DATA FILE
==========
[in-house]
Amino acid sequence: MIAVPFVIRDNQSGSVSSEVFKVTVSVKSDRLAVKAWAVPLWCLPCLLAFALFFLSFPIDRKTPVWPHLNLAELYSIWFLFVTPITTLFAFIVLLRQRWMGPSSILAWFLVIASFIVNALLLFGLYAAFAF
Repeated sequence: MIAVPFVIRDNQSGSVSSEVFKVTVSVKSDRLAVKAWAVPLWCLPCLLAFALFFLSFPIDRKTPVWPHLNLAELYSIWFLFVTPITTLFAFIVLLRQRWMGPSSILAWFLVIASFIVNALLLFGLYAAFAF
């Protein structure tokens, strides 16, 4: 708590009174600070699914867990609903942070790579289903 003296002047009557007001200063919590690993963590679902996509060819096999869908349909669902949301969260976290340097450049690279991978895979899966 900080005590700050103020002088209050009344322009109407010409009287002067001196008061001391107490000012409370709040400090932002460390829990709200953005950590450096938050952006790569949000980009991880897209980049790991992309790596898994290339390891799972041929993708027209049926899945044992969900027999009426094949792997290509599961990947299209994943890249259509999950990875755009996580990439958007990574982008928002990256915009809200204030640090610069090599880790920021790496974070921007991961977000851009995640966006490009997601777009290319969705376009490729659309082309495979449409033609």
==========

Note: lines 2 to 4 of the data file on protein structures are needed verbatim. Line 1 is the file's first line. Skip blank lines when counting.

Amino acid sequence: MIAVPFVIRDNQSGSVSSEVFKVTVSVKSDRLAVKAWAVPLWCLPCLLAFALFFLSFPIDRKTPVWPHLNLAELYSIWFLFVTPITTLFAFIVLLRQRWMGPSSILAWFLVIASFIVNALLLFGLYAAFAF
Repeated sequence: MIAVPFVIRDNQSGSVSSEVFKVTVSVKSDRLAVKAWAVPLWCLPCLLAFALFFLSFPIDRKTPVWPHLNLAELYSIWFLFVTPITTLFAFIVLLRQRWMGPSSILAWFLVIASFIVNALLLFGLYAAFAF
């Protein structure tokens, strides 16, 4: 708590009174600070699914867990609903942070790579289903 003296002047009557007001200063919590690993963590679902996509060819096999869908349909669902949301969260976290340097450049690279991978895979899966 900080005590700050103020002088209050009344322009109407010409009287002067001196008061001391107490000012409370709040400090932002460390829990709200953005950590450096938050952006790569949000980009991880897209980049790991992309790596898994290339390891799972041929993708027209049926899945044992969900027999009426094949792997290509599961990947299209994943890249259509999950990875755009996580990439958007990574982008928002990256915009809200204030640090610069090599880790920021790496974070921007991961977000851009995640966006490009997601777009290319969705376009490729659309082309495979449409033609």